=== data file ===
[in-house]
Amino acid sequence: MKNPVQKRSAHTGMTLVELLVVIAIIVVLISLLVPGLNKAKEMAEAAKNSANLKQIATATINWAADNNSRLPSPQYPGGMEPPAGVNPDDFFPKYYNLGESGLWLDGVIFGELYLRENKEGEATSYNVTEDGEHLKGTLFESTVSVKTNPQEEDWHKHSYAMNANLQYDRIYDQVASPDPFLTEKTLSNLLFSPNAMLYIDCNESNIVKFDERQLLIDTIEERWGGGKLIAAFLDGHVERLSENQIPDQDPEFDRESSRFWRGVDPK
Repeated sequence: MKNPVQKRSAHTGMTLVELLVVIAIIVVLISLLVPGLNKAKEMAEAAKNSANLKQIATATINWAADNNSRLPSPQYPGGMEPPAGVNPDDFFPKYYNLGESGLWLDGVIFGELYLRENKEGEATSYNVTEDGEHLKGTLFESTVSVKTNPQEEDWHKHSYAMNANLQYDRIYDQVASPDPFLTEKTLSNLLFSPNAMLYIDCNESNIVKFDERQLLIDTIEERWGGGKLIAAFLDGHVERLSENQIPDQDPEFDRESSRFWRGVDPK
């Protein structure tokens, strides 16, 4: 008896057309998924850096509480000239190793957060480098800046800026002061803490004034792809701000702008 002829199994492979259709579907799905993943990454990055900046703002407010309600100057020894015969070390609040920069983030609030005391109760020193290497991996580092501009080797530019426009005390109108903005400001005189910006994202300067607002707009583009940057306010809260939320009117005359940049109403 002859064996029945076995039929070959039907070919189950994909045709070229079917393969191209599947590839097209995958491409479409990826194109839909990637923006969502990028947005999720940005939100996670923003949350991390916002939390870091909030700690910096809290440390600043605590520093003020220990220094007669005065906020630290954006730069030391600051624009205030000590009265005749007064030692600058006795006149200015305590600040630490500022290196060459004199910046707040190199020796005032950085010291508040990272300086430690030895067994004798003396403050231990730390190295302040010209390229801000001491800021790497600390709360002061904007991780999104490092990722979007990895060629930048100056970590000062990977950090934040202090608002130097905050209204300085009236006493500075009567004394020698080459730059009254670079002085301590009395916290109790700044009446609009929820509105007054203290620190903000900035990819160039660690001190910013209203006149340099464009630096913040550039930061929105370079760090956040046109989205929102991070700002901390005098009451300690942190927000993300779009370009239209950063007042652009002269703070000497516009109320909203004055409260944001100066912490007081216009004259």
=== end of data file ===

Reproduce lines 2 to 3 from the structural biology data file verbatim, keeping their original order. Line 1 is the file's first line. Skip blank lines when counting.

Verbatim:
Amino acid sequence: MKNPVQKRSAHTGMTLVELLVVIAIIVVLISLLVPGLNKAKEMAEAAKNSANLKQIATATINWAADNNSRLPSPQYPGGMEPPAGVNPDDFFPKYYNLGESGLWLDGVIFGELYLRENKEGEATSYNVTEDGEHLKGTLFESTVSVKTNPQEEDWHKHSYAMNANLQYDRIYDQVASPDPFLTEKTLSNLLFSPNAMLYIDCNESNIVKFDERQLLIDTIEERWGGGKLIAAFLDGHVERLSENQIPDQDPEFDRESSRFWRGVDPK
Repeated sequence: MKNPVQKRSAHTGMTLVELLVVIAIIVVLISLLVPGLNKAKEMAEAAKNSANLKQIATATINWAADNNSRLPSPQYPGGMEPPAGVNPDDFFPKYYNLGESGLWLDGVIFGELYLRENKEGEATSYNVTEDGEHLKGTLFESTVSVKTNPQEEDWHKHSYAMNANLQYDRIYDQVASPDPFLTEKTLSNLLFSPNAMLYIDCNESNIVKFDERQLLIDTIEERWGGGKLIAAFLDGHVERLSENQIPDQDPEFDRESSRFWRGVDPK